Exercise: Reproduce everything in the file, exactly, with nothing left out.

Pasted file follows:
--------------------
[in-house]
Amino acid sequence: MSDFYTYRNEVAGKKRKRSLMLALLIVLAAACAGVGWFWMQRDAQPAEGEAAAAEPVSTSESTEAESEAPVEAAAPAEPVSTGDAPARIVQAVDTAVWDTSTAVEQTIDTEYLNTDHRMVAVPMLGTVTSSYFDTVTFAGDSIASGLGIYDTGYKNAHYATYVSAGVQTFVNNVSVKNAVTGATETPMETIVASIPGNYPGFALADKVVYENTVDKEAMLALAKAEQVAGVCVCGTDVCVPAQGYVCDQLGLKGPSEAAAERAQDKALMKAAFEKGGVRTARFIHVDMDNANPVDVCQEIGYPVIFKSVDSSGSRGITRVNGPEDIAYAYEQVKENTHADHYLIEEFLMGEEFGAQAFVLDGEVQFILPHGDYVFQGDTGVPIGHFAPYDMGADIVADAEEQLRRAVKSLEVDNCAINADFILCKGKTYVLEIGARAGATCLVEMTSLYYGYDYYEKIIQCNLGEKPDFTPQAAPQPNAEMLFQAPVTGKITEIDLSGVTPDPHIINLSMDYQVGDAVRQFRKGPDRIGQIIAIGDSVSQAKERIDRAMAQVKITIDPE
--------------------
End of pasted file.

[in-house]
Amino acid sequence: MSDFYTYRNEVAGKKRKRSLMLALLIVLAAACAGVGWFWMQRDAQPAEGEAAAAEPVSTSESTEAESEAPVEAAAPAEPVSTGDAPARIVQAVDTAVWDTSTAVEQTIDTEYLNTDHRMVAVPMLGTVTSSYFDTVTFAGDSIASGLGIYDTGYKNAHYATYVSAGVQTFVNNVSVKNAVTGATETPMETIVASIPGNYPGFALADKVVYENTVDKEAMLALAKAEQVAGVCVCGTDVCVPAQGYVCDQLGLKGPSEAAAERAQDKALMKAAFEKGGVRTARFIHVDMDNANPVDVCQEIGYPVIFKSVDSSGSRGITRVNGPEDIAYAYEQVKENTHADHYLIEEFLMGEEFGAQAFVLDGEVQFILPHGDYVFQGDTGVPIGHFAPYDMGADIVADAEEQLRRAVKSLEVDNCAINADFILCKGKTYVLEIGARAGATCLVEMTSLYYGYDYYEKIIQCNLGEKPDFTPQAAPQPNAEMLFQAPVTGKITEIDLSGVTPDPHIINLSMDYQVGDAVRQFRKGPDRIGQIIAIGDSVSQAKERIDRAMAQVKITIDPE